The Pittsburgh Steelers’ offense put up its most points since Week 10 of 2018. And though Ben Roethlisberger stuffed the stat sheet with three touchdowns, the plan of attacked looked much different than what fans are used to seeing. Undoubtedly influenced by new QBs coach Matt Canada, the Steelers used more motion, sweeps, and receivers in the run game than ever before. And though there were ebbs and flows, there were big payoffs. Chase Claypool found the end zone on a sweep with Ray-Ray McCloud racing down the right side for a 58 yard gain.
After the win, Mike Tomlin talked about the decision to add a new look to the offense.
“We’re just trying to move the ball around and make everybody defend the entire field, both vertically and horizontally,” Tomlin said speaking to reporters. “And that’s just a component of our attack. We brought it to the stage today and that’s why we thrive to be diverse. To keep people off balance. To be able to go to personalities and utilize those personalities and effort to win football games.”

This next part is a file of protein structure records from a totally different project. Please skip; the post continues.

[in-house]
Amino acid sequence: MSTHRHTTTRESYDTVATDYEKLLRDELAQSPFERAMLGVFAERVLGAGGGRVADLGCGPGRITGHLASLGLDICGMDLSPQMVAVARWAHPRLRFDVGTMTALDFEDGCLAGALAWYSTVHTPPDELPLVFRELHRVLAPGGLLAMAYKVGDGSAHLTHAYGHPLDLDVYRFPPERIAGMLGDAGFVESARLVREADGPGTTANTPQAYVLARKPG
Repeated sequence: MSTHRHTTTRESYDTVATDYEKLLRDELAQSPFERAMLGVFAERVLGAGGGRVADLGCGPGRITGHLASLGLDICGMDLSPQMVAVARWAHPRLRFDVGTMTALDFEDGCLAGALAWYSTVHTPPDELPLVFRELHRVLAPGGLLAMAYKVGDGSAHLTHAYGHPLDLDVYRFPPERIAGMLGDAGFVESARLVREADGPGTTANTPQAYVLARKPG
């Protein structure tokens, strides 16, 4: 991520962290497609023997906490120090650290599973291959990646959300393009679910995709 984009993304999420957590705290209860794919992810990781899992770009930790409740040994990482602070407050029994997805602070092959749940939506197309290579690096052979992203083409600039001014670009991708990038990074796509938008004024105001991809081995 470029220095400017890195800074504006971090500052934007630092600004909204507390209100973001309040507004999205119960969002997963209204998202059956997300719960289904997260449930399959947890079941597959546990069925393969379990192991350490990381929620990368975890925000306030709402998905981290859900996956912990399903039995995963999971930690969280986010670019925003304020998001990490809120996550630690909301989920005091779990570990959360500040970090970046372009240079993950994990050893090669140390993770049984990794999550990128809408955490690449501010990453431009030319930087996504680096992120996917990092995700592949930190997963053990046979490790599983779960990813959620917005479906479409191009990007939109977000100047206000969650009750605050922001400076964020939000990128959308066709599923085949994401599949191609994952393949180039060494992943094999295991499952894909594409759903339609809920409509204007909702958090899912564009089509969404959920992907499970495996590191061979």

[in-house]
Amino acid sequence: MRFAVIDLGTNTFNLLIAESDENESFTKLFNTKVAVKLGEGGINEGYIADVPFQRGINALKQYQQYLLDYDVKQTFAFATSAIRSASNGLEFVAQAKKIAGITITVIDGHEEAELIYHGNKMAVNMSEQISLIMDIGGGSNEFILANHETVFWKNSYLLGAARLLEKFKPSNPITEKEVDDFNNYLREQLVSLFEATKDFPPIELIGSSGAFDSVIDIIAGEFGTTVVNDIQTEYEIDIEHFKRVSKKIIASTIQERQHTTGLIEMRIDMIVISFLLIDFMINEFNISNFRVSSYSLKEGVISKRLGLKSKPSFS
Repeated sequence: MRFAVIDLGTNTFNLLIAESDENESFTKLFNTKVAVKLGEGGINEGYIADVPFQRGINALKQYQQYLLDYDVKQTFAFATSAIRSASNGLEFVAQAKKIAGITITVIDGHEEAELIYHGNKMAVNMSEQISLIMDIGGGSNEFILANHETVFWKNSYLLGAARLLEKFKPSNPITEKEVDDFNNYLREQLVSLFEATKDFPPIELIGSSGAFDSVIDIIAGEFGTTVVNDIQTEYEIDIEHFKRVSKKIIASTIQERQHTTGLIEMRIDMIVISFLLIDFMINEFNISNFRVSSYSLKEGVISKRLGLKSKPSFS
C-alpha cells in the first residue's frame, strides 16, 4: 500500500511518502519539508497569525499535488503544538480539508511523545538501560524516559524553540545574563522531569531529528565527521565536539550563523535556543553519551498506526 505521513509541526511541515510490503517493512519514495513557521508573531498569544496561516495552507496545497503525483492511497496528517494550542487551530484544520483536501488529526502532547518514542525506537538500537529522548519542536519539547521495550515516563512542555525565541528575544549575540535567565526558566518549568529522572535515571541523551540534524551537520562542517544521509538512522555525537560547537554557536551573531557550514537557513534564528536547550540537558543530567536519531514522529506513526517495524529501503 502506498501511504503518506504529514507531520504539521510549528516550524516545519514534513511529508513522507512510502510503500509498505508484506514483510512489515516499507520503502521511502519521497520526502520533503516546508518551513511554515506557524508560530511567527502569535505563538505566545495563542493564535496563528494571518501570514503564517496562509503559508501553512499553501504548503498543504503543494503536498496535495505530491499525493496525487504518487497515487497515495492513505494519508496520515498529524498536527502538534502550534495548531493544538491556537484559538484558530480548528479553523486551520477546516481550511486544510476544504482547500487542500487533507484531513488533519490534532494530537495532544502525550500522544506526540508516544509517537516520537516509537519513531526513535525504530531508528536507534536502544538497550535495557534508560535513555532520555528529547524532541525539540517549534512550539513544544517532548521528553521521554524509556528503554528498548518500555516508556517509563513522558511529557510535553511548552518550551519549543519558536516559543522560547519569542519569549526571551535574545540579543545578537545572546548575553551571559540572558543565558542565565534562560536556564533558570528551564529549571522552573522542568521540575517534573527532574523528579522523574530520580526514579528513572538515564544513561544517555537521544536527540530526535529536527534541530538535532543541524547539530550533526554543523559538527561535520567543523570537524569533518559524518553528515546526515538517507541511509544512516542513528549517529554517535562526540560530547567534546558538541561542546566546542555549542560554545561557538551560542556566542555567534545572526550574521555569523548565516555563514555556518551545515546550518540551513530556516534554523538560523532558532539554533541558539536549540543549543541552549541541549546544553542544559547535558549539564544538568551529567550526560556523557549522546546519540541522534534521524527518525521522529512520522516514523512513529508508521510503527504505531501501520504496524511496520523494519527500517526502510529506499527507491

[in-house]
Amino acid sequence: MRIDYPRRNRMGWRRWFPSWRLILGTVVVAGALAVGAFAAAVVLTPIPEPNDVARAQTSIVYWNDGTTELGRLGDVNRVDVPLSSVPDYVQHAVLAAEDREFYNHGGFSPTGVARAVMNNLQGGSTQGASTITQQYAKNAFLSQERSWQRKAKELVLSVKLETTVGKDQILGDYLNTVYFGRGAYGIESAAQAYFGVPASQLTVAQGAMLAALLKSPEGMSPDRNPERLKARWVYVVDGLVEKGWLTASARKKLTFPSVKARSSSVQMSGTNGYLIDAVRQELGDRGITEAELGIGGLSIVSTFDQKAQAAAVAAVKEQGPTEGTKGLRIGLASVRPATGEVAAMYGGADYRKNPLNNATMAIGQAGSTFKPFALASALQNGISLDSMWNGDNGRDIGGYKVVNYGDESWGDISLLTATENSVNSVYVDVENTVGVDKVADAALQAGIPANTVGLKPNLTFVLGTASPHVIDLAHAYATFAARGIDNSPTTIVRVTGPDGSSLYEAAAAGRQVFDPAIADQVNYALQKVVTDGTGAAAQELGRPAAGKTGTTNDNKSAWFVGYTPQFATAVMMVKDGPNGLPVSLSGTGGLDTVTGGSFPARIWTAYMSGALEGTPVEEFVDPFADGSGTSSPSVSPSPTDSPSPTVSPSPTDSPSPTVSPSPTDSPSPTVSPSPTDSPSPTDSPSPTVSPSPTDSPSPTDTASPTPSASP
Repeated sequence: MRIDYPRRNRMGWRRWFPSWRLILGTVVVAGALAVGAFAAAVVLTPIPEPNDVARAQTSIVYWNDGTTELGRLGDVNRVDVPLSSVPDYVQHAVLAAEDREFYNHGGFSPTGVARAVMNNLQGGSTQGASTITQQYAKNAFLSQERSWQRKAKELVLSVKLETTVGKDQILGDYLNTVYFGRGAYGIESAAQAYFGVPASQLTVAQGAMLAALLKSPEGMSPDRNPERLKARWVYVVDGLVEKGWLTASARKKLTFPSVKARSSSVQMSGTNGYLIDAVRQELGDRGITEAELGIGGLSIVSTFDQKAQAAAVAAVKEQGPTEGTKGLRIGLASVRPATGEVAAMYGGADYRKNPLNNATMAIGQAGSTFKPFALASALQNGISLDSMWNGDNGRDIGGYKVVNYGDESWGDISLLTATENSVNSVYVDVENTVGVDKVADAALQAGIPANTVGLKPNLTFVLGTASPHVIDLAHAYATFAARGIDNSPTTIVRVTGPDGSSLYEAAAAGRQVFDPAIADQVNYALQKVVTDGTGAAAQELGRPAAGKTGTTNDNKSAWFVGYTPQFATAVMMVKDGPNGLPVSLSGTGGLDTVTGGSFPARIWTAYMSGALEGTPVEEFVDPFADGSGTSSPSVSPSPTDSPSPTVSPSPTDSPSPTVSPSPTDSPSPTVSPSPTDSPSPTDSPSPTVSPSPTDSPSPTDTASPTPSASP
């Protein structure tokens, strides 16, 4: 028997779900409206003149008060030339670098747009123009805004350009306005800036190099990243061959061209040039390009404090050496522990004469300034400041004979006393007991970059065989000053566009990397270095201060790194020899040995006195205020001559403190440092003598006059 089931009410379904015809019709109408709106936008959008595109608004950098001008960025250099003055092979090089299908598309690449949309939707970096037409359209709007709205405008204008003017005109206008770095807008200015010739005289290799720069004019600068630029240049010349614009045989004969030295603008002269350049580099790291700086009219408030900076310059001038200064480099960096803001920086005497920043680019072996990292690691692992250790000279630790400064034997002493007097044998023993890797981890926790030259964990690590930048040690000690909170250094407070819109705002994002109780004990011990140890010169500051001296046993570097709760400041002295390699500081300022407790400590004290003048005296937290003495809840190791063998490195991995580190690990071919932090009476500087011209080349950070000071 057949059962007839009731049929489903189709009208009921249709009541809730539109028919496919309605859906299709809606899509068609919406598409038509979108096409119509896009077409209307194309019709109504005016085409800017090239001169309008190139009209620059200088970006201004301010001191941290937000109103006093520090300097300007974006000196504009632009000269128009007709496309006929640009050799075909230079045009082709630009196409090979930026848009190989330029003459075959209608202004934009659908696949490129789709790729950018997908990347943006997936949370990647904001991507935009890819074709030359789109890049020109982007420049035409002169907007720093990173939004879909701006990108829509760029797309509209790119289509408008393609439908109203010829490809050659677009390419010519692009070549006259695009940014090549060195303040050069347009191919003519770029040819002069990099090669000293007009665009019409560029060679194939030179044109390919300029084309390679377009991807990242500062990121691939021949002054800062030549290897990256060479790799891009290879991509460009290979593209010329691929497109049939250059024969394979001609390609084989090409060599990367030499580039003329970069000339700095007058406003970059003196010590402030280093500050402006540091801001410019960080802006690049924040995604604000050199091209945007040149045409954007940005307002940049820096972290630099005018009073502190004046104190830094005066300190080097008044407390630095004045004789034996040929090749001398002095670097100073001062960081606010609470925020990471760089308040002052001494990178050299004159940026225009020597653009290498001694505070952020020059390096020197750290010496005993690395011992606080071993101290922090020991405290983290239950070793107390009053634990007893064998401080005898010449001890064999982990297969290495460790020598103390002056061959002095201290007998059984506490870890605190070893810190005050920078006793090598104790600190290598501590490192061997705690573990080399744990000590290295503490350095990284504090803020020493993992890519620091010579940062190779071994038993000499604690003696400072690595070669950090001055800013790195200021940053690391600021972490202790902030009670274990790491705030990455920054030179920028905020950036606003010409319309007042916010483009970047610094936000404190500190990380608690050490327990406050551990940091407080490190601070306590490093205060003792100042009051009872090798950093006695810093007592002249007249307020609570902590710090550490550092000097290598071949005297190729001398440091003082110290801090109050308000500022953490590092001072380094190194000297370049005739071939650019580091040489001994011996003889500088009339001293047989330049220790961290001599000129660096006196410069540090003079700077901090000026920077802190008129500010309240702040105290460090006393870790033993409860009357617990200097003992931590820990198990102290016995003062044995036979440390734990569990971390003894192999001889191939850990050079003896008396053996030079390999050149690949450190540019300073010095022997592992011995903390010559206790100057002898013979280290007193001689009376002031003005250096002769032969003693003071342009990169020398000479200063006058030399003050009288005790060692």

Claypool finished the day with three carries for six yards and a touchdown. McCloud had two for 63. All without Diontae Johnson, whose ability to make people miss is an asset for these types of situation. But like their offensive identify, they adapted with personnel, and kept the Eagles’ off-balanced.
What fans saw Sunday looked much closer to something you’d see from Kyle Shanahan and the 49ers. In fact, McCloud’s 58 yard run was the exact same concept as something the 49ers have run. We’ll be breaking that down in the morning.
Pittsburgh’s use of motion will vary throughout the season. It’s certainly on tape now. It succeeded today where it hadn’t in past weeks because of their willingness to get the motion player directly involved in the play. Giving them the ball as opposed to using them solely as window dressing for defenses to not take seriously. Now the Steelers can build off that and continue to keep defenses off-balanced, ahead in the cat/mouse game the best offenses in football are able to do.